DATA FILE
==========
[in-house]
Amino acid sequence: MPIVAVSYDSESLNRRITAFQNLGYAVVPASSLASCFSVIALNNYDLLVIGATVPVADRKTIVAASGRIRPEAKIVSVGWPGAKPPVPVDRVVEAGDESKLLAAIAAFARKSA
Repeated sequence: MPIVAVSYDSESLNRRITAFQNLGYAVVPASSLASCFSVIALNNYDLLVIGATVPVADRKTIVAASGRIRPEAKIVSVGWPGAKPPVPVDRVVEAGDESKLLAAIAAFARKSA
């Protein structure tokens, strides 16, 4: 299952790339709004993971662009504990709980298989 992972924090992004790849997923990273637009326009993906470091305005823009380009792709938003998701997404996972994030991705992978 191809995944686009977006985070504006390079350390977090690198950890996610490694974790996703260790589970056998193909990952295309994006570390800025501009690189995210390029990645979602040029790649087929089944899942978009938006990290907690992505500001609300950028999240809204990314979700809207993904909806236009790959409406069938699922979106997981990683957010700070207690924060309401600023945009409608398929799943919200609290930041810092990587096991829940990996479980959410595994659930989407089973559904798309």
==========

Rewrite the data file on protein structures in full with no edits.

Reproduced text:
[in-house]
Amino acid sequence: MPIVAVSYDSESLNRRITAFQNLGYAVVPASSLASCFSVIALNNYDLLVIGATVPVADRKTIVAASGRIRPEAKIVSVGWPGAKPPVPVDRVVEAGDESKLLAAIAAFARKSA
Repeated sequence: MPIVAVSYDSESLNRRITAFQNLGYAVVPASSLASCFSVIALNNYDLLVIGATVPVADRKTIVAASGRIRPEAKIVSVGWPGAKPPVPVDRVVEAGDESKLLAAIAAFARKSA
């Protein structure tokens, strides 16, 4: 299952790339709004993971662009504990709980298989 992972924090992004790849997923990273637009326009993906470091305005823009380009792709938003998701997404996972994030991705992978 191809995944686009977006985070504006390079350390977090690198950890996610490694974790996703260790589970056998193909990952295309994006570390800025501009690189995210390029990645979602040029790649087929089944899942978009938006990290907690992505500001609300950028999240809204990314979700809207993904909806236009790959409406069938699922979106997981990683957010700070207690924060309401600023945009409608398929799943919200609290930041810092990587096991829940990996479980959410595994659930989407089973559904798309």